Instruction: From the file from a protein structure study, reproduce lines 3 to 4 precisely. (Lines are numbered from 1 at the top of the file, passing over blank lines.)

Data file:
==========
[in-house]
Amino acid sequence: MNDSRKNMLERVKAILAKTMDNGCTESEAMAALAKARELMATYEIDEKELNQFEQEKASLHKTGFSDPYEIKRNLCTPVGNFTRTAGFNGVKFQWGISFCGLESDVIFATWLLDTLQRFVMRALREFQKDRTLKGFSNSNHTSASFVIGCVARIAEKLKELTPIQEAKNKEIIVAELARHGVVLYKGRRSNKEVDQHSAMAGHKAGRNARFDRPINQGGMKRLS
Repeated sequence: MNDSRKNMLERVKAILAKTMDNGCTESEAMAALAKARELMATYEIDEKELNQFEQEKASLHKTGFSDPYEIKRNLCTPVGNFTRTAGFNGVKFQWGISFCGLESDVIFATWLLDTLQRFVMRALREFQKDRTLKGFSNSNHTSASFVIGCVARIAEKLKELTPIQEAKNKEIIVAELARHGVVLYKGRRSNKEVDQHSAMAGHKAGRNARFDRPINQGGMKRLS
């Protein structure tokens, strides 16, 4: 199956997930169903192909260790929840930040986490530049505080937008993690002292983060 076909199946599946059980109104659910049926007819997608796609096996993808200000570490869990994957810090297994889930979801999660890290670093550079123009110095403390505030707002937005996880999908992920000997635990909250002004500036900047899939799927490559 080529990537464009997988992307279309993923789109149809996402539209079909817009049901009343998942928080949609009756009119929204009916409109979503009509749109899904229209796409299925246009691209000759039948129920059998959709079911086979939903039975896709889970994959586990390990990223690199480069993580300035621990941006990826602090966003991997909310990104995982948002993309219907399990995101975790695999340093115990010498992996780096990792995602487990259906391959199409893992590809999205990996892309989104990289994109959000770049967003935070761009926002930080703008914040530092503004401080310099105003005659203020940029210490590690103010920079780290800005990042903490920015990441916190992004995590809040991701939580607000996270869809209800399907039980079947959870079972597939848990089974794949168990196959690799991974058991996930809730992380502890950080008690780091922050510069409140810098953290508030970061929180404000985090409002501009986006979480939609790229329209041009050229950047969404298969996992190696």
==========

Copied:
Repeated sequence: MNDSRKNMLERVKAILAKTMDNGCTESEAMAALAKARELMATYEIDEKELNQFEQEKASLHKTGFSDPYEIKRNLCTPVGNFTRTAGFNGVKFQWGISFCGLESDVIFATWLLDTLQRFVMRALREFQKDRTLKGFSNSNHTSASFVIGCVARIAEKLKELTPIQEAKNKEIIVAELARHGVVLYKGRRSNKEVDQHSAMAGHKAGRNARFDRPINQGGMKRLS
């Protein structure tokens, strides 16, 4: 199956997930169903192909260790929840930040986490530049505080937008993690002292983060 076909199946599946059980109104659910049926007819997608796609096996993808200000570490869990994957810090297994889930979801999660890290670093550079123009110095403390505030707002937005996880999908992920000997635990909250002004500036900047899939799927490559 080529990537464009997988992307279309993923789109149809996402539209079909817009049901009343998942928080949609009756009119929204009916409109979503009509749109899904229209796409299925246009691209000759039948129920059998959709079911086979939903039975896709889970994959586990390990990223690199480069993580300035621990941006990826602090966003991997909310990104995982948002993309219907399990995101975790695999340093115990010498992996780096990792995602487990259906391959199409893992590809999205990996892309989104990289994109959000770049967003935070761009926002930080703008914040530092503004401080310099105003005659203020940029210490590690103010920079780290800005990042903490920015990441916190992004995590809040991701939580607000996270869809209800399907039980079947959870079972597939848990089974794949168990196959690799991974058991996930809730992380502890950080008690780091922050510069409140810098953290508030970061929180404000985090409002501009986006979480939609790229329209041009050229950047969404298969996992190696």